How the Wu Gok did that happen?
The win of Wu Gok was not a good look yesterday -- and nor was the 'look' on the trainer's face explaining it.
The win was no surprise to some -- only to most.
'Getting one ready' and 'smoking it in' is a troubling feature of the racing industry culture -- one that leaves most punters hostage to 'stings' that hurt
Chris Roots reports this morning:
'We sent him out to Hermitage and gave instructions that we wanted him back ready for this race over 2000m'
As for Hermitage -- he sure was got ready -- away from open eyes:
A state of the art 16 horse stable barn, within a complex that includes a covered walking machine tie up area and wash-bay, form a precinct where horses can be worked and ridden throughout the farm. Horses are worked in paddocks, laneways, wooded areas and arguably one of Australiaís best uphill, turfed and irrigated exercise track.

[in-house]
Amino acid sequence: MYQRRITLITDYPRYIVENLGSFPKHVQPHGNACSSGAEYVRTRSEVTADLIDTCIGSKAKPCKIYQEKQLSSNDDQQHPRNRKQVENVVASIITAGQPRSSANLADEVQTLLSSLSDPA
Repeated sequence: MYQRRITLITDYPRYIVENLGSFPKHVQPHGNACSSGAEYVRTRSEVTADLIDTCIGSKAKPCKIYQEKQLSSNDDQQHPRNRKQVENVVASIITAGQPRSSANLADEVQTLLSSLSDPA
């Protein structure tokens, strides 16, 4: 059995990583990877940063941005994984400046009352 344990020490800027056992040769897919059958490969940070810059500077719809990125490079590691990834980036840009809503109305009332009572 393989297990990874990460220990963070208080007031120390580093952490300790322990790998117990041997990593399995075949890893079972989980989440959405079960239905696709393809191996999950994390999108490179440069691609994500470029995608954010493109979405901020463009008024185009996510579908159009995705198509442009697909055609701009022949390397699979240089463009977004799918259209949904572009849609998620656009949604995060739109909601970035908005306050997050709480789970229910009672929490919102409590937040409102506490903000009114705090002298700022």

I had him (Wu Gok) in the Qld Treble which I got (only because #1 was a late scratching in the last and I got the odds on sub
Two starts ago he ran 3rd in the Listed Randwick City Stakes over the distance on a Soft 6 track.
Last start he failed over 2400m in the Group 3 Manion Cup.
Yesterday he switched back to Listed grade 2000m and dropped 1.5 kg on his Randwick City Stks win (same limit, same Qty conditions).
Track was a Heavy 8 and his wet track form was 11: 6-1-0.
Anyone who didn't consider Wu Gok a chance did not read the form guide
. They probably were lazy and looked at other people's tips instead.
Absolutely nothing to do with this thread and the intended purpose.
Nothing to do with "getting one ready" or "smoking one in". A more apt description would be "well trained" which is why Chris Waller is the nations most successful trainer at this point in our history.
His official fluctuations are $15/$20/$21/$20. There is nothing in those fluctuations that is remarkable.
You are trying to create some "newsworthy story" out of nothing.